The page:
Friday, March 11, 2016 - 2:00pm
Fung Auditorium | Powell-Focht Bioengineering Hall
Hubbard Howe, Jr. Distinguished Professor of
Chief Executive Officer, Joint BioEnergy Institute
Biomanufacturing to Solve Global Challenges
By 2050, the global population is expected to reach 9.6 billion. Agricultural productivity will need to increase by 60 percent to feed that population. Meanwhile, climate change is expected to decrease crop yields by up to 40 percent by 2050 and by as much as 80 percent by the turn of the century. The growing population, and its growing use of energy resources, is anticipated to increase worldwide demand for energy by 56 percent in the next 30 years. This will result in more carbon dioxide in the atmosphere, fueling the climate change that threatens agriculture and also leads to new diseases. At the same time, disease treatment grows increasingly difficult due to the rise of pathogens resistant to existing pharmaceuticals and the challenge of discovering new therapeutics.
Biology can be harnessed to address our great challenges in a comprehensive and sustainable manner. It can improve agricultural yields, increase nutrients in the soil, and reduce the need for fertilizers. It can convert non-food biomass into fuel, electricity, and chemicals and, in the process, displace fossil fuels. It can engineer microbes and plants into low-cost producers of existing drugs, create new drugs, and alter the microbiome to improve human, animal, and plant health. But biological engineering, as it is executed today, is slow and expensive. It can take years to engineer simple microbes to produce useful molecules and even longer to engineer plants to be more productive crops. The basic biological components (microbial cells, plants, etc.) needed to engineer a biological solution are developed individually in distributed academic and industry labs with little to no integration considered. As a result, engineered biological systems rarely function as designed, and many iterations of redesign and rebuilding are needed to perfect the system. Due to the competitive landscape, when one company solves a bottleneck in biological engineering, they are reticent to share information. That means those who follow often must expend time and money solving problems that have already been solved by others.
In many industries foundries are used to produce the basic components of the final product. These foundries standardize the software used to design the components and the product made of those components, and they standardize the components themselves, both of which greatly reduce design time and increase success and reliability of the final product. Centralized, industrial foundries for microelectronics now dominate that industry.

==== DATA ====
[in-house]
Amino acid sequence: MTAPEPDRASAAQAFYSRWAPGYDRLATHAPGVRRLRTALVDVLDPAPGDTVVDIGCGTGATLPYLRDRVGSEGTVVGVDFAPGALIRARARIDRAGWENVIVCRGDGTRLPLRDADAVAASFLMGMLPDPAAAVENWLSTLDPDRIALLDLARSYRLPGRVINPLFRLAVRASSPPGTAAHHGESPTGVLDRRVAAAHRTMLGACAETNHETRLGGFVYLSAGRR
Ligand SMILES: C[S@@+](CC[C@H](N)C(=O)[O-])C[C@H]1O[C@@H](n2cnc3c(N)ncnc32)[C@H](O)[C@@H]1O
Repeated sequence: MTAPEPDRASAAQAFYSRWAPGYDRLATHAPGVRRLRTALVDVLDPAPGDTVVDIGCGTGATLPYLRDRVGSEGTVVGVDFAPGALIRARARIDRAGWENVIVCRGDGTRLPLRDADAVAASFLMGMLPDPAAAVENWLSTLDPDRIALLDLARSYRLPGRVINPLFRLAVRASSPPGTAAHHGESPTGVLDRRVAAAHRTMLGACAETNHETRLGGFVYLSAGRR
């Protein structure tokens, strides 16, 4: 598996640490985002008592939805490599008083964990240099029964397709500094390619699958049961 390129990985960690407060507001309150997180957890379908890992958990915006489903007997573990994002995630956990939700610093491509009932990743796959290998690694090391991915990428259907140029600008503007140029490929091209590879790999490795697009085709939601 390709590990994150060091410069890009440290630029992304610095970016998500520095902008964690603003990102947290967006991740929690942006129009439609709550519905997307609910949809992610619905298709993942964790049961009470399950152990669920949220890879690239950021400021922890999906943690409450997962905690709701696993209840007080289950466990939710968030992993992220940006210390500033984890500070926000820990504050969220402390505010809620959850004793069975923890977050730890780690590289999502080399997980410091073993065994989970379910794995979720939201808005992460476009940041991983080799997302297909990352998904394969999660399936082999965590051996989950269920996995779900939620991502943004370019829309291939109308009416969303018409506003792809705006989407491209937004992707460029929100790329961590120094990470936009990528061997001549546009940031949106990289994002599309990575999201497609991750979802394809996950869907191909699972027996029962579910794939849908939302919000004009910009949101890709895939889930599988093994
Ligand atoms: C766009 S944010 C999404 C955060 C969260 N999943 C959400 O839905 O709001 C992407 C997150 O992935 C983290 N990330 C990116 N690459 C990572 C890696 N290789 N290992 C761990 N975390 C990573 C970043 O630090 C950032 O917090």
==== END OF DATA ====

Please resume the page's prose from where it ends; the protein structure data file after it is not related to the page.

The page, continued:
In a similar vein, we believe that biological foundries will revolutionize the biotechnology industry. Biological foundries will develop and supply foundational tools for efficient engineering of biological systems, including computer-aided design software for biology, hardware to speed biological construction and testing, and biological components that can be recombined and reused to solve societal and economic challenges. These new powerful tools will allow researchers to move swiftly through multiple iterations of biological design cycles and analyze large amounts of complex data quickly so that many more microorganisms and plants can be created and studied than has been possible using conventional genetic engineering.
In my talk, I will describe how we have engineered biology (microorganisms) to solve some important global challenges in production of the antimalarial drug artemisinin and carbon-neutral, renewable fuels and chemicals. I will also describe what we’ve done to develop a biological foundry to reduce the cost and time to engineer biology so that future biological engineering projects can be accomplished at a fraction of the cost and in a fraction of the time.
Jay Keasling received his B.S. in Chemistry and Biology from the University of Nebraska in 1986; his Ph. D. in Chemical Engineering from the University of Michigan in 1991; and did post-doctoral work in Biochemistry at Stanford University from 1991-1992. Keasling joined UC Berkeley as an assistant professor in 1992, where he is currently the Hubbard Howe Distinguished Professor of Biochemical Engineering. Keasling is also a professor in the Department of Bioengineering at Berkeley, and Chief Executive Officer of the Joint BioEnergy Institute. Dr. Keasling’s research focuses on engineering microorganisms for environmentally friendly synthesis of small molecules or degradation of environmental contaminants. Keasling’s laboratory has engineered bacteria and yeast to produce polymers, a precursor to the anti-malarial drug artemisinin, and advanced biofuels and soil microorganisms to accumulate uranium and to degrade nerve agents.